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Biological Chemistry

Protein Motion Capture

Studies extend utility of thioamide fluorescent probes of protein folding

by Carmen Drahl
April 9, 2012 | A version of this story appeared in Volume 90, Issue 15

Credit: J. Am. Chem. Soc.
Petersson’s team made this thioamide-labeled α-synuclein by ligating two peptides (red and blue).
Thioamide-labeled alpha-synuclein protein (a protein implicated in Parkinson’s disease), made by native chemical ligation of two peptides (red and blue).
Credit: J. Am. Chem. Soc.
Petersson’s team made this thioamide-labeled α-synuclein by ligating two peptides (red and blue).
Credit: Filmed and edited by Kirk Zamieroski for C&EN
Petersson explains the concept of protein motion capture with help from his hands and some sticky notes.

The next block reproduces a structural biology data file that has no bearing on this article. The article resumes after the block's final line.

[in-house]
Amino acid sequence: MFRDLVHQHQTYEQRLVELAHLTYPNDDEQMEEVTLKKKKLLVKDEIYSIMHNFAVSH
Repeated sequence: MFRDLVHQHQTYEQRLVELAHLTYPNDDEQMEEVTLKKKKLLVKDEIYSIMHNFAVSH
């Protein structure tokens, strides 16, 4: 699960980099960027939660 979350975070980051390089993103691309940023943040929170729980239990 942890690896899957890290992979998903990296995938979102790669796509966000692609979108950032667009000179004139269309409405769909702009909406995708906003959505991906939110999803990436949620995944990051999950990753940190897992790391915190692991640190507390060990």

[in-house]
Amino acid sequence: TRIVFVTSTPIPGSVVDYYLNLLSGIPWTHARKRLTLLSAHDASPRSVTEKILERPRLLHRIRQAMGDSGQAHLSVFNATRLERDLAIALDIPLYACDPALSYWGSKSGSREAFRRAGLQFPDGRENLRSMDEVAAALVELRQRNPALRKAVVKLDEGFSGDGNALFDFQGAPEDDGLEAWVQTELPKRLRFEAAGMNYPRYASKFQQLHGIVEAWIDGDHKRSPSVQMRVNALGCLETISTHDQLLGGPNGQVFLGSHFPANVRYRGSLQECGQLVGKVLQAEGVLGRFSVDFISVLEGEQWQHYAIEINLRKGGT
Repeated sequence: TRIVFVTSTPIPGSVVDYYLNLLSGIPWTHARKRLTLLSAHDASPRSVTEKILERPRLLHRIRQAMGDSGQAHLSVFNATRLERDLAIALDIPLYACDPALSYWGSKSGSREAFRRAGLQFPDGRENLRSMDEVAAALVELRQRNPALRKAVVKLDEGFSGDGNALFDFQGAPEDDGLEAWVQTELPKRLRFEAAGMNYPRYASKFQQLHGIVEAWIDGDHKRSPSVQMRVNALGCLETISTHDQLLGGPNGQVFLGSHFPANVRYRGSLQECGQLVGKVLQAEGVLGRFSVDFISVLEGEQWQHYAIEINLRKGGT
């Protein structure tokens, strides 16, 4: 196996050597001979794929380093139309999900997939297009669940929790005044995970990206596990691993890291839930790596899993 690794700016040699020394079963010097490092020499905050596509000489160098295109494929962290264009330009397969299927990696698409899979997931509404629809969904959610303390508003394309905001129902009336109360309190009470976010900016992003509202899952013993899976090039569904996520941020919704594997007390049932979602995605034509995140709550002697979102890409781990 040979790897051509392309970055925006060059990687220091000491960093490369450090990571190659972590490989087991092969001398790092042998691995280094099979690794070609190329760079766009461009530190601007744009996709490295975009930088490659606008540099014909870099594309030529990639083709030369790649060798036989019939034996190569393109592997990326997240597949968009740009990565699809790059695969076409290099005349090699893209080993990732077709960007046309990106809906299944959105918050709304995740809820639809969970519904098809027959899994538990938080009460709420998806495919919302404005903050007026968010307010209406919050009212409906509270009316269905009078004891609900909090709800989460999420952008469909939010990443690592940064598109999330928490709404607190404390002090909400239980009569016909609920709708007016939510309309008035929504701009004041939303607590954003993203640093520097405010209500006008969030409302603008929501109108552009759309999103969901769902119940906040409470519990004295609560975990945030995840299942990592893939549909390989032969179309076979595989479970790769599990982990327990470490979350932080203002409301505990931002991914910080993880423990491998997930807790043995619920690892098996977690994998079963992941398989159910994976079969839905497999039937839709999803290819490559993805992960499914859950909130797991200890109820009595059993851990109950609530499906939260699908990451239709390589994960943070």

A pair of studies could pave the way for researchers to use thioamides, barely perceptible molecular probes, to track the protein-folding faux pas associated with diseases. E. James Petersson and his team at the University of Pennsylvania previously used thioamides, which differ from a protein’s amide by one oxygen-to-sulfur swap, as fluorescence-quenching probes. The probes adjust fluorescence intensity depending on a protein’s movements. They can be dropped unobtrusively into many locations on a protein, providing more detailed information than bulky probes that can fit only into one or two spots. Now, the researchers have discovered that thioamides work with fluorophores that don’t overlap with a protein’s intrinsic fluorescence (J. Am. Chem. Soc., DOI: 10.1021/ja3005094). His team also made thioamides compatible with a protein assembly method called native chemical ligation, which enabled the study of α-synuclein, a protein implicated in Parkinson’s disease (J. Am. Chem. Soc., DOI: 10.1021/ja2113245). Petersson says he’d like to improve the technique so it can easily insert thioamides in the middle of a protein; so far it works best for the ends.


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